Ikuho Yamada

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Few studies compare alternative measures of land use diversity or mix in relationship to body mass index. We compare four types of diversity measures: entropy scores (measures of equal distributions of walkable land use categories), distances to walkable destinations (parks and transit stops), proxy measures of mixed use (walk to work measures and(More)
BACKGROUND Rising rates of overweight and obesity in the U.S. have increased interest in community designs that encourage healthy weight. This study relates neighborhood walkability-density, pedestrian-friendly design, and two novel measures of land-use diversity-to residents' excess weight. METHODS Walkable-environment measures include two established(More)
Prospective disease surveillance has gained increasing attention, particularly in light of recent concern for quick detection of bioterrorist events. Monitoring of health events has the potential for the detection of such events, but the benefits of surveillance extend much more broadly to the quick detection of change in public health. In this paper,(More)
We expand the search for modifiable features of neighborhood environments that alter obesity risk in two ways. First, we examine residents' access to neighborhood retail food options in combination with neighborhood features that facilitate physical activity. Second, we evaluate neighborhood features for both low income and non-low income neighborhoods(More)
Magnetic Materials Laboratory, RIKEN (The Institute of Physical and Chemical Research), Wako 351-0198, Japan CREST, Japan Science and Technology Agency, Kawaguchi 332-0012, Japan LASSP, Department of Physics, Cornell University, Ithaca, New York 14853, USA CMPMS Department, Brookhaven National Laboratory, Upton, New York 11973, USA Département de Physique,(More)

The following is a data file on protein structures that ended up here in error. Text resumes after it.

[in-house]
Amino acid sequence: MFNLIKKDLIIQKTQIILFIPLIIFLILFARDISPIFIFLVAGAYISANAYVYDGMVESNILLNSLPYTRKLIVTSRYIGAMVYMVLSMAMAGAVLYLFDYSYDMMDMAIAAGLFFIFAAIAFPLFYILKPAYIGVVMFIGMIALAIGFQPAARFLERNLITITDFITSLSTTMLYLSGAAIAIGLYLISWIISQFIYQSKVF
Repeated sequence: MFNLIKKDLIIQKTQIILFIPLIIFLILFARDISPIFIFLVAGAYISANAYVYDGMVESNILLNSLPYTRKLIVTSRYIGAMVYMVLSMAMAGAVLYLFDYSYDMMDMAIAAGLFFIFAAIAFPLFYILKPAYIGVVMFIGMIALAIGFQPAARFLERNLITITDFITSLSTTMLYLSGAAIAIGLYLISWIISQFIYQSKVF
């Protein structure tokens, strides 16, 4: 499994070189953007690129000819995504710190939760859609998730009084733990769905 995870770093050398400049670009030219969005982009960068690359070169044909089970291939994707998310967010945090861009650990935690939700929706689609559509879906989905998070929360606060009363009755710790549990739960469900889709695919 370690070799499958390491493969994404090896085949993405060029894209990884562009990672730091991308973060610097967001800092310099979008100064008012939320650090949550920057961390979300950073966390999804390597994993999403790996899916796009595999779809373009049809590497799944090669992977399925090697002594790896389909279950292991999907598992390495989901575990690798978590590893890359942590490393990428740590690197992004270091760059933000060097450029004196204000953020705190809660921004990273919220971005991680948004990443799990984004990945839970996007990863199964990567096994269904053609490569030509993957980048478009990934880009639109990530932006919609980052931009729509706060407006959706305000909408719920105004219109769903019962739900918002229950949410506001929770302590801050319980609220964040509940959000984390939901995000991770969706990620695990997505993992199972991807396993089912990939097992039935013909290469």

INTRODUCTION Statistical systems designed for syndromic surveillance often must be able to monitor data received simultaneously from multiple regions. Such data might be of limited size, which would eliminate the possibility of using more common surveillance methods that assume data from a normal distribution. OBJECTIVES The objectives of this study were(More)
BACKGROUND A burgeoning literature links attributes of neighbourhoods' built environments to residents' physical activity, food and transportation choices, weight, and/or obesity risk. In cross-sectional studies, non-random residential selection impedes researchers' ability to conclude that neighbourhood environments cause these outcomes. METHODS(More)
The growing obesity epidemic in the United States has served as the catalyst for promoting studies examining linkages between modifiable features of neighborhood food environments and the risk of being overweight and/or obese. Past studies have used several data sources to measure various dimensions of local food environments (e.g., number of fast food(More)